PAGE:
OPINION: Sonny Bill Williams is about to enter a phase of his career that will define his sporting legacy.
He showed his class in a successful return from injury against the Hurricanes on Friday and that will be enough to prove to All Blacks selectors he's ready to take on France in June.
If he can remain injury-free over the next 18 months, he has a chance to finally put his critics to bed and redefine how he will be remembered.
At 32, Sonny Bill has done more than most sportspeople could dream of. Rugby league, boxing, rugby - he's a phenomenal athlete and a genuine cross-code star.
It could be argued, though, that despite winning multiple titles and awards, he's a jack-of-all-trades and a master of none. Rugby league fans won't remember him with the legends of their game.
Likewise, he's never quite been able to win over union fans to be considered a true great of the 15-a-side code. He has an opportunity to change that.
Only 20 rugby players in the history of the game have won the World Cup twice. Williams is one of them.
Some of the greats of the game occupy the list - John Eales, Tim Horan, Richie McCaw, Dan Carter to name a few. Others on the list were very good players in great teams.
Next year, Williams will try to become the first three-time winner, alongside Kieran Read, Owen Franks and Sam Whitelock.
That trio can rightly be considered great All Blacks, Read with more than 100 caps to his name, Franks and Whitelock to follow shortly. All were starters in the last two World Cup finals.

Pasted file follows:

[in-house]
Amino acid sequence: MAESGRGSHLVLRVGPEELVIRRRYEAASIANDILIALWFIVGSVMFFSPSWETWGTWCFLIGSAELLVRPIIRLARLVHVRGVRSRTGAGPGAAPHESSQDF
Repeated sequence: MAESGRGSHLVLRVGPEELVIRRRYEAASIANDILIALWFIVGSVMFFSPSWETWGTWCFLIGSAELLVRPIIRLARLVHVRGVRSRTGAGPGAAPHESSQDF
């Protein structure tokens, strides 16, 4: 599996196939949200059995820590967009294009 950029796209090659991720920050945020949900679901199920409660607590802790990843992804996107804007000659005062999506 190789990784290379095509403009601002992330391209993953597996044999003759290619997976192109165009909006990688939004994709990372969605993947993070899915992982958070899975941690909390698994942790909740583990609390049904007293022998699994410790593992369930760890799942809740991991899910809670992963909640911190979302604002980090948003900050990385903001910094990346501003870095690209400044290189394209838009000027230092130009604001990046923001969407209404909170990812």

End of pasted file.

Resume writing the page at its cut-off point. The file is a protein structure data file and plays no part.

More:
Williams' situation is different, some of it circumstantial, some of it of his own making. He played the role of squad member in 2011, unable to break into the first-choice line-up.
Later, he developed into a midfield weapon with the Chiefs and had two years back in rugby league with the Roosters. But when he returned to rugby union, he found that his road to the All Blacks midfield remained blocked by Ma'a Nonu and Conrad Smith - two others who feature on the list of 20 dual World Cup winners.
Williams' impact on the 2015 tournament was greater, but that word - impact - was made for him in an era that saw the 15-man game become a 23-man game. He was the perfect bench player, even if his impact could have been felt from the opening whistle.
He played an important 40 minutes off the bench in the second half of the final against Australia, after Smith was substituted at half-time. It would prove to be a changing of the guard.
The number 12 jersey has been Sonny Bill's ever since. He's formed a strong partnership with Ryan Crotty, which will be hard for other contenders to break so close to a World Cup, as Williams has discovered in the past.
Williams has to make 2019 his year. This is his chance to play a full and meaningful role in a World Cup victory that will earn him membership to a very exclusive club.
Despite having two World Cup medals to his name, and the respect of teammates and coaches alike, he needs this to earn the respect of All Blacks fans and to be talked about as one of the best to don the black jersey.
Williams polarises sports fans in a way that few can, but regardless of what you think of him, this achievement would unquestionably launch him into the category of great All Blacks.
As he approaches the twilight of a truly remarkable career, playing a leading role in a World Cup victory shapes as his ultimate sporting test.
Andrew Gourdie is a sports reporter/presenter and host of RadioLIVE's Sunday Sport from 2pm